Kathy Beatty, a math teacher at Centreville High School, has been named the recipient of the 2014 William C. Lowry Outstanding Mathematics Educator of the Year Award by the Virginia Council of Teachers of Mathematics. She will receive her award at the VCTM annual conference in Harrisonburg in March.
Beatty, who has taught at Centreville since 1991, serves as an instructor in Fairfax County Public Schools’ Great Beginnings program for new teachers, and serves as a Teachers for Tomorrow instructor at her school, instructing students in the foundations of education to prepare them for internships in local elementary and middle schools.
“Kathy is a teacher and mentor to students and teachers alike in the truest sense of the word,” said Centreville High principal Martin Grimm, citing Beatty’s recent mentoring of a new calculus teacher while rewriting the school’s Advanced Placement calculus scope and sequence program. “Kathy, of her own volition, took on the task of re-engineering our calculus program to match the needs of all of our students” while addressing their differing levels of math skills, said Grimm. He praisesd her mentoring skills, saying she is able to “draw out the best in the teachers she works with."
Colleague Jessica Wallace, who requested the opportunity to collaborate with Beatty, worked with her to re-sequence the calculus curriculum for Centreville High and co-sponsors the school’s chapter of Mu Alpha Theta, the high school mathematics honor society.
“Kathy’s tremendous leadership for our chapter has provided struggling math students in the school with support through the peer tutoring program she envisioned and organized,” said Wallace, who notes that membership has increased to 190 students
Beatty is skilled at helping teachers meet challenges in the classroom, according to Kate Wolling, FCPS high school mathematics specialist. “Students aren’t engaged? Kathy shared ideas on different approaches to content through the use of Kagan structures or paired activities,” said Wolling. When proving trigonometric identities in precalculus honors, Beatty has students work in groups to solve problems, then present their approach and “discover there are multiple ways to prove the same identity. This allows multiple solution strategies to be revealed to the same problem through the discussions in which the students engage,” said Wolling.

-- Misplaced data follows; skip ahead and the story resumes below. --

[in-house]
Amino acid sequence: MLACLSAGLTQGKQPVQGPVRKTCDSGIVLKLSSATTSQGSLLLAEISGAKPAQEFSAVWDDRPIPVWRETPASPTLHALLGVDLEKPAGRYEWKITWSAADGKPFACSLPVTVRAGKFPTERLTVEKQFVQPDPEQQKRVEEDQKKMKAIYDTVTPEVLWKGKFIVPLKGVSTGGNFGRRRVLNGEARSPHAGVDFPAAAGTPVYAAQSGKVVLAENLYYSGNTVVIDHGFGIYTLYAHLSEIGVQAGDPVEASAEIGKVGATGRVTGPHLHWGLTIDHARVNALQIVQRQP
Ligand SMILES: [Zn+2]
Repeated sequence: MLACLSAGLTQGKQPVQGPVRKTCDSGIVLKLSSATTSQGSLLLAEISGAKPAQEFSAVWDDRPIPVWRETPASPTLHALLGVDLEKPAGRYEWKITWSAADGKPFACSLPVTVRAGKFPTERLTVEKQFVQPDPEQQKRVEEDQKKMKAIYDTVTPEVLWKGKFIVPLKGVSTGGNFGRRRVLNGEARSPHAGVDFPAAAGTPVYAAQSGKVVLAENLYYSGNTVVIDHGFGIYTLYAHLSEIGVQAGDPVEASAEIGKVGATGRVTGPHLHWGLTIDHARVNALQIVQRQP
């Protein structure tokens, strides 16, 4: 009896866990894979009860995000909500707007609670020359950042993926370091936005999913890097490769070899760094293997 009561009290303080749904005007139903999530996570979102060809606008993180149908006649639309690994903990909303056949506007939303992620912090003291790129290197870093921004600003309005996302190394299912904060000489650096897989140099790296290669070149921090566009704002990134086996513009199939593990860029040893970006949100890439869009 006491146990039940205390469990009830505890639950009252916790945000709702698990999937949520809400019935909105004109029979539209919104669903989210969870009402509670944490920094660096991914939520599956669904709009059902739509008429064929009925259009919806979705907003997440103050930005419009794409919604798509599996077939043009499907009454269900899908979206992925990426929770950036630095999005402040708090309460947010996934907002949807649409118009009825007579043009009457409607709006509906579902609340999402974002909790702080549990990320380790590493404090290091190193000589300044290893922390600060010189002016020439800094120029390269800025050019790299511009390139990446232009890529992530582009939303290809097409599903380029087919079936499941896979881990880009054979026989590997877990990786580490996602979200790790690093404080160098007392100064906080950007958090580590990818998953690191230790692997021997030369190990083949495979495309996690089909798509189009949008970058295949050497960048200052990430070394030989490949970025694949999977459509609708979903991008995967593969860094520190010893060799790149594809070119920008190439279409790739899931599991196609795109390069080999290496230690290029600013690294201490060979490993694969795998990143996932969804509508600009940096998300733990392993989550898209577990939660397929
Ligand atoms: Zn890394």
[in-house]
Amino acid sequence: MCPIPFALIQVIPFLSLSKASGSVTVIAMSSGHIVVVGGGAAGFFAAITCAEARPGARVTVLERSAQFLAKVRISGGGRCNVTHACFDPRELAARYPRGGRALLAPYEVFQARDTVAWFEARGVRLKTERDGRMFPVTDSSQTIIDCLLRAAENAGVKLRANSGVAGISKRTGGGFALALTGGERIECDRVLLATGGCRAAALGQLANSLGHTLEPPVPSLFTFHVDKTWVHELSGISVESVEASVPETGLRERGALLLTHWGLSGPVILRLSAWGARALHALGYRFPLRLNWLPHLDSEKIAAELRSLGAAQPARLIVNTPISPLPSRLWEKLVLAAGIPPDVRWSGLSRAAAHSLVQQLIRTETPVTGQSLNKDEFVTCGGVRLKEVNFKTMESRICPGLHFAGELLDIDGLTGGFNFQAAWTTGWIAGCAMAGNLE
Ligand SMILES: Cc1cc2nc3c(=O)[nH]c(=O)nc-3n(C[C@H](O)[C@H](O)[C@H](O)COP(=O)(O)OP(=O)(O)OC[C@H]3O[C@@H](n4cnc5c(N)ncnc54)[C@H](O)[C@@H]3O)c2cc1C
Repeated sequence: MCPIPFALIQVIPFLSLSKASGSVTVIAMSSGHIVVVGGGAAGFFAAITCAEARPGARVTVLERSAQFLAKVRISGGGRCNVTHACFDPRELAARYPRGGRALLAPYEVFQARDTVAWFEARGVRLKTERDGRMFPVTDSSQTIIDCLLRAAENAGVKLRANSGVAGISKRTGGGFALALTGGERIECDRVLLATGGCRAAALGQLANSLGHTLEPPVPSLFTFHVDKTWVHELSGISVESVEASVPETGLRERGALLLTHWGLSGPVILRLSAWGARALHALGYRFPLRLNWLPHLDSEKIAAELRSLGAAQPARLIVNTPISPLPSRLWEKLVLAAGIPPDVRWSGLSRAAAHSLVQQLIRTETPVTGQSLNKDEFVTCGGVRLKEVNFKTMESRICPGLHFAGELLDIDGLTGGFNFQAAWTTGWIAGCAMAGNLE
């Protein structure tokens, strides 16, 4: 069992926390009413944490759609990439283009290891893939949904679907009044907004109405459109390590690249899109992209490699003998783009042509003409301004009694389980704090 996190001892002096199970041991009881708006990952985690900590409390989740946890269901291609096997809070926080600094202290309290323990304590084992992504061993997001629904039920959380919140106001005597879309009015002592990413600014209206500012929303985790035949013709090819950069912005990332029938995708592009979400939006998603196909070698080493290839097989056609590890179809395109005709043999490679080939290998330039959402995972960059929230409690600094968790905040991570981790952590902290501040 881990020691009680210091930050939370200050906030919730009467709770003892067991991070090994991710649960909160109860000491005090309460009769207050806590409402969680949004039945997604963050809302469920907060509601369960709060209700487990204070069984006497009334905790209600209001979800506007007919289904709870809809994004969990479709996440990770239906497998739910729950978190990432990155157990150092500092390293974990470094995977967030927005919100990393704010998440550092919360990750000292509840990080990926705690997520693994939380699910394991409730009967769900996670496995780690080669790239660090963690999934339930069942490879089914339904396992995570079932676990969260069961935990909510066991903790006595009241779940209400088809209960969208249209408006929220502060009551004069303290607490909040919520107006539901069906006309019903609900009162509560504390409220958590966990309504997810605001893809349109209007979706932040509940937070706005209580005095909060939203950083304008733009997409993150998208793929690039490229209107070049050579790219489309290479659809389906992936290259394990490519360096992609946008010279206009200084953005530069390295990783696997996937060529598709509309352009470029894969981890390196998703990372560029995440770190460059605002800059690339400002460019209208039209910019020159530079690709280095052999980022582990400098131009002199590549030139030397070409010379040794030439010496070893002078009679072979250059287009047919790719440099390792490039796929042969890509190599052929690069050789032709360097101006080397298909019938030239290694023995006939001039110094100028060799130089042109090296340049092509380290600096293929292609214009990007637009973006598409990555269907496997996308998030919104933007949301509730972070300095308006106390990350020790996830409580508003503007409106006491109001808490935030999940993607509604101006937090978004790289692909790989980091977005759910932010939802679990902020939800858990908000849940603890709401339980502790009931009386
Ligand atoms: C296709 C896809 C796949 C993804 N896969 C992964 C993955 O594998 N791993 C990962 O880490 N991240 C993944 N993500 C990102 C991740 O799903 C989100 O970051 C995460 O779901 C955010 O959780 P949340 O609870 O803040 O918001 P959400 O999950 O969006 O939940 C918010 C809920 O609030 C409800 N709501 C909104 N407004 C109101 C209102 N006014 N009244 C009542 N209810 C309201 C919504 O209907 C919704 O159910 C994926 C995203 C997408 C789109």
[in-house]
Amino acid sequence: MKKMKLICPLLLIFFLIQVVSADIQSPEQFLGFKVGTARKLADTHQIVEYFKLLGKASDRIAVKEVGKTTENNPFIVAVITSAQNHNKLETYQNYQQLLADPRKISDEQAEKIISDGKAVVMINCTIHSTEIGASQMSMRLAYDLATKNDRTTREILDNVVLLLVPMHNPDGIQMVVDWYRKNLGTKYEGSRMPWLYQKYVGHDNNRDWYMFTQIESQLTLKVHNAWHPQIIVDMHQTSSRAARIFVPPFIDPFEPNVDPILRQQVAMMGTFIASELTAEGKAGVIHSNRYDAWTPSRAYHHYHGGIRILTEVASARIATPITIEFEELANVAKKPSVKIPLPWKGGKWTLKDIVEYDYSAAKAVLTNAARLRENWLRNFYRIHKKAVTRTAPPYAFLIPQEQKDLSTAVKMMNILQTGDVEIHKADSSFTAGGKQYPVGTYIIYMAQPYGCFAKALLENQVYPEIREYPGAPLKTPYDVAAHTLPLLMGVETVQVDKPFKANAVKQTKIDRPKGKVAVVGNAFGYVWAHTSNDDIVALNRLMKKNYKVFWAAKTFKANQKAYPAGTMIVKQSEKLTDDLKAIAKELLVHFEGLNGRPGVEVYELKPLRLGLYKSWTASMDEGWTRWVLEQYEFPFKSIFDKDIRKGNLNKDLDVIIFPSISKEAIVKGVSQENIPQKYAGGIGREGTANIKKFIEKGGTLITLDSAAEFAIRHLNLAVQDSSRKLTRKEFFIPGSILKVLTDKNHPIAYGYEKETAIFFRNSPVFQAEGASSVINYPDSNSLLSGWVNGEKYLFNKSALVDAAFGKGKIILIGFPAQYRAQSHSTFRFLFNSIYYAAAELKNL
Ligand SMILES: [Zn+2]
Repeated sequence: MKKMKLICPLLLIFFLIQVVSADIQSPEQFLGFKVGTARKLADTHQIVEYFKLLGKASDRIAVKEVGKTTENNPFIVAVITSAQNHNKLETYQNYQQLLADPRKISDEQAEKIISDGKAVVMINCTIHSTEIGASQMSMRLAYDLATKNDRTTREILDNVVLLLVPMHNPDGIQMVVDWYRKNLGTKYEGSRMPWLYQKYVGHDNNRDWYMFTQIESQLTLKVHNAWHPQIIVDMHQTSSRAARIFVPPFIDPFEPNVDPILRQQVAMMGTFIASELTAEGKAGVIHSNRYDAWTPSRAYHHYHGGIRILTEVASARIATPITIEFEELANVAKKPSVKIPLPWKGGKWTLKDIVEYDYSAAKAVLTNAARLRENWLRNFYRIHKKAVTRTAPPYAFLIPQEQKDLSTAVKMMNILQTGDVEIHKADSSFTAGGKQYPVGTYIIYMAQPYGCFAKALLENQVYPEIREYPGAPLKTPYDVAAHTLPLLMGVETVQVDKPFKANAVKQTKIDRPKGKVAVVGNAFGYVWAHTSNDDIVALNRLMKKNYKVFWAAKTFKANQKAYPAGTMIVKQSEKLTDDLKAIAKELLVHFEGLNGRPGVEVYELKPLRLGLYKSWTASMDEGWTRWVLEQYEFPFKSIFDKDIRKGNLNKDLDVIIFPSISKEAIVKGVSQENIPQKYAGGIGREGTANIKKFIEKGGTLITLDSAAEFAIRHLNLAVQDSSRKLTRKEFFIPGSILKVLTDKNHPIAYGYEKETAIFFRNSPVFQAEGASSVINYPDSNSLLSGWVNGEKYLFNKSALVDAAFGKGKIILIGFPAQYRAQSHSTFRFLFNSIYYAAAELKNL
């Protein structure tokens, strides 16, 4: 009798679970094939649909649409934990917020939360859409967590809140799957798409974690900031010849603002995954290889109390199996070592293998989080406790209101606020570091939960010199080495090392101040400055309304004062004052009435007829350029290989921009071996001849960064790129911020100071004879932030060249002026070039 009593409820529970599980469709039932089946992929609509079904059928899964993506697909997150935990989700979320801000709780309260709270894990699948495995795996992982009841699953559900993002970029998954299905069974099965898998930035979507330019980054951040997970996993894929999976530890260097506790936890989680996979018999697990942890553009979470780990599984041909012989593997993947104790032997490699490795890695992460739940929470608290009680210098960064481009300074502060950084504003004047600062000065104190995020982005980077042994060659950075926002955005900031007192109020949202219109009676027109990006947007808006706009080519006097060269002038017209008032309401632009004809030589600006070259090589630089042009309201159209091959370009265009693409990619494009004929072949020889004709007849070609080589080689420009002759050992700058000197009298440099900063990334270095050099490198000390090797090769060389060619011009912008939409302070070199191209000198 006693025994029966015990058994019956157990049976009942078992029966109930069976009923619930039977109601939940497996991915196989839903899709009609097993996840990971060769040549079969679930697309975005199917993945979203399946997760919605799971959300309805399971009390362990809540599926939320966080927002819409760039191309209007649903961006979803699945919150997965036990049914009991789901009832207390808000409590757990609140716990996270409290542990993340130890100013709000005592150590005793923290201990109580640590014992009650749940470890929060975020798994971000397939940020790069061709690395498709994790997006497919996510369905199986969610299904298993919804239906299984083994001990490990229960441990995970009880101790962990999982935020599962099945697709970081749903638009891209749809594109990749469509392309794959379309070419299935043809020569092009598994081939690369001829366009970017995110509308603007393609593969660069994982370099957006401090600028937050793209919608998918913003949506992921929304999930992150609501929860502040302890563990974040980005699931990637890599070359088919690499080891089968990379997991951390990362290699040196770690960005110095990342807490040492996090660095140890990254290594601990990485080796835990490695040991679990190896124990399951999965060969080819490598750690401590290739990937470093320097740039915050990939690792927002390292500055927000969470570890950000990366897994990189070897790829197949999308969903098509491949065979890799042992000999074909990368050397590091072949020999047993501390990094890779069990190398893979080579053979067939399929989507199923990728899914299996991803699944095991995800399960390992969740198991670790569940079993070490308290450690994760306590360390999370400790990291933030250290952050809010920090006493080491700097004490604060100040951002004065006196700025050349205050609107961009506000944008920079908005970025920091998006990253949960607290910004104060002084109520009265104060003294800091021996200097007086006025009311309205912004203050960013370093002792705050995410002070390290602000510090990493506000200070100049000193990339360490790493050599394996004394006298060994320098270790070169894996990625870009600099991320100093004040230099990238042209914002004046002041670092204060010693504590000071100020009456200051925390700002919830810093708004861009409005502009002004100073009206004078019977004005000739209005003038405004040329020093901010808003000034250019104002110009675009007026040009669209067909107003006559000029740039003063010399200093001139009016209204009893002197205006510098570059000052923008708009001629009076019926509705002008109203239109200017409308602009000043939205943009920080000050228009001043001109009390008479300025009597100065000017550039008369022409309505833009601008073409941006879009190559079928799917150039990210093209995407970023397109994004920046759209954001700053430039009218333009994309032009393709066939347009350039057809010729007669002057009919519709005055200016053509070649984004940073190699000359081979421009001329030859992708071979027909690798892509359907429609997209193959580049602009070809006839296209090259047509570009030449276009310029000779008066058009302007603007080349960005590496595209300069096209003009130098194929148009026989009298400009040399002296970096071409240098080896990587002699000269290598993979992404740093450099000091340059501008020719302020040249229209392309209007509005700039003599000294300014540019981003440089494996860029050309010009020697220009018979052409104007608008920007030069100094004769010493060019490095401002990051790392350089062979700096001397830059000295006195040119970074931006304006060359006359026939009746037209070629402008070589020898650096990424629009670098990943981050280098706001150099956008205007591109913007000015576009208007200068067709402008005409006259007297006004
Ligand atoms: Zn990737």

Teacher Susan Rigby, a former electrical engineer who now teaches math at Centreville High, says Beatty was instrumental in encouraging her to pursue her teaching certification after serving as a substitute teacher. “She offered continual support and guidance and shared many of her teaching strategies with me throughout the (first) year,” said Rigby.
Beatty was a finalist for FCPS Teacher of the Year in 2011. She earned her bachelor’s degree in mathematics from Gettysburg College and a master’s degree in education for secondary mathematics in curriculum and instruction from George Mason University.